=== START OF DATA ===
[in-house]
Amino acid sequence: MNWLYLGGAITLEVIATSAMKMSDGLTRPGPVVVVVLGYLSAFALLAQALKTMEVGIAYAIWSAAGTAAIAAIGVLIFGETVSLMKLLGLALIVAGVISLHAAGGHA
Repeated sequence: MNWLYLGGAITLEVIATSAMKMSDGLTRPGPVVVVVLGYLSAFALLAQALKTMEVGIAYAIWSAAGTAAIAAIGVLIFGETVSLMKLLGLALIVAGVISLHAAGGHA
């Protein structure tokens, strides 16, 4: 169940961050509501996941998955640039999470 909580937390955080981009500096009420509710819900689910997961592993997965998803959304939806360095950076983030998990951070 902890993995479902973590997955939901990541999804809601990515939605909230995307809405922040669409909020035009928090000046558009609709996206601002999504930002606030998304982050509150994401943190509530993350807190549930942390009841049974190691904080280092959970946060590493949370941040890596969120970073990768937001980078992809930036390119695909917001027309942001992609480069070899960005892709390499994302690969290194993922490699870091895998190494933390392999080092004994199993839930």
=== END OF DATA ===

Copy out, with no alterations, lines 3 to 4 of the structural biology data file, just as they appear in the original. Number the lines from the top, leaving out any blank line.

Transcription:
Repeated sequence: MNWLYLGGAITLEVIATSAMKMSDGLTRPGPVVVVVLGYLSAFALLAQALKTMEVGIAYAIWSAAGTAAIAAIGVLIFGETVSLMKLLGLALIVAGVISLHAAGGHA
């Protein structure tokens, strides 16, 4: 169940961050509501996941998955640039999470 909580937390955080981009500096009420509710819900689910997961592993997965998803959304939806360095950076983030998990951070 902890993995479902973590997955939901990541999804809601990515939605909230995307809405922040669409909020035009928090000046558009609709996206601002999504930002606030998304982050509150994401943190509530993350807190549930942390009841049974190691904080280092959970946060590493949370941040890596969120970073990768937001980078992809930036390119695909917001027309942001992609480069070899960005892709390499994302690969290194993922490699870091895998190494933390392999080092004994199993839930």